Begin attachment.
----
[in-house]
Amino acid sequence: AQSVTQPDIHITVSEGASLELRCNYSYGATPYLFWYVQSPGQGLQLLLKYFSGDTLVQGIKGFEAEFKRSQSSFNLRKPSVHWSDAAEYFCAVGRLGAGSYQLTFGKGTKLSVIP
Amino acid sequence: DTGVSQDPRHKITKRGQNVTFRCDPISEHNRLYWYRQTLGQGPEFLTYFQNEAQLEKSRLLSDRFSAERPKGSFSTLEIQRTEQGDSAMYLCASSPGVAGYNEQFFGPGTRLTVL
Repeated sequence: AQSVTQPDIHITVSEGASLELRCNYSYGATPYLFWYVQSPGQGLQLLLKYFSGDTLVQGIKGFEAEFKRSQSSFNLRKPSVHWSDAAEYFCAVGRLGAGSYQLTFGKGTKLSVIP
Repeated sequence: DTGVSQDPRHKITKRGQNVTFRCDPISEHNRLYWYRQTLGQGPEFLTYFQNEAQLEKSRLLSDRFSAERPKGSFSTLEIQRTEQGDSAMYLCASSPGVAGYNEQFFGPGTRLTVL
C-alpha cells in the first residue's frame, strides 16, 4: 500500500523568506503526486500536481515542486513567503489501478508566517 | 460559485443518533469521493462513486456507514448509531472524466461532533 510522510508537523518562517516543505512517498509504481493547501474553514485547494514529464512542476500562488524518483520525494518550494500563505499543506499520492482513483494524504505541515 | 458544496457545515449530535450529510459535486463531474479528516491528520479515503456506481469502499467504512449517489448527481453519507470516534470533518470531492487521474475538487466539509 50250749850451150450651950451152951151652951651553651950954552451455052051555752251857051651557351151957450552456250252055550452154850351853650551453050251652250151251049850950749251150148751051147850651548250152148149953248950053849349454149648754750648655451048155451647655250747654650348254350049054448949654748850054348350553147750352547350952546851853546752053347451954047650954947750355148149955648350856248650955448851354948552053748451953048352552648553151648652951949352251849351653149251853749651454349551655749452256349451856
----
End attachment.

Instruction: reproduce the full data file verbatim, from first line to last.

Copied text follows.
[in-house]
Amino acid sequence: AQSVTQPDIHITVSEGASLELRCNYSYGATPYLFWYVQSPGQGLQLLLKYFSGDTLVQGIKGFEAEFKRSQSSFNLRKPSVHWSDAAEYFCAVGRLGAGSYQLTFGKGTKLSVIP
Amino acid sequence: DTGVSQDPRHKITKRGQNVTFRCDPISEHNRLYWYRQTLGQGPEFLTYFQNEAQLEKSRLLSDRFSAERPKGSFSTLEIQRTEQGDSAMYLCASSPGVAGYNEQFFGPGTRLTVL
Repeated sequence: AQSVTQPDIHITVSEGASLELRCNYSYGATPYLFWYVQSPGQGLQLLLKYFSGDTLVQGIKGFEAEFKRSQSSFNLRKPSVHWSDAAEYFCAVGRLGAGSYQLTFGKGTKLSVIP
Repeated sequence: DTGVSQDPRHKITKRGQNVTFRCDPISEHNRLYWYRQTLGQGPEFLTYFQNEAQLEKSRLLSDRFSAERPKGSFSTLEIQRTEQGDSAMYLCASSPGVAGYNEQFFGPGTRLTVL
C-alpha cells in the first residue's frame, strides 16, 4: 500500500523568506503526486500536481515542486513567503489501478508566517 | 460559485443518533469521493462513486456507514448509531472524466461532533 510522510508537523518562517516543505512517498509504481493547501474553514485547494514529464512542476500562488524518483520525494518550494500563505499543506499520492482513483494524504505541515 | 458544496457545515449530535450529510459535486463531474479528516491528520479515503456506481469502499467504512449517489448527481453519507470516534470533518470531492487521474475538487466539509 50250749850451150450651950451152951151652951651553651950954552451455052051555752251857051651557351151957450552456250252055550452154850351853650551453050251652250151251049850950749251150148751051147850651548250152148149953248950053849349454149648754750648655451048155451647655250747654650348254350049054448949654748850054348350553147750352547350952546851853546752053347451954047650954947750355148149955648350856248650955448851354948552053748451953048352552648553151648652951949352251849351653149251853749651454349551655749452256349451856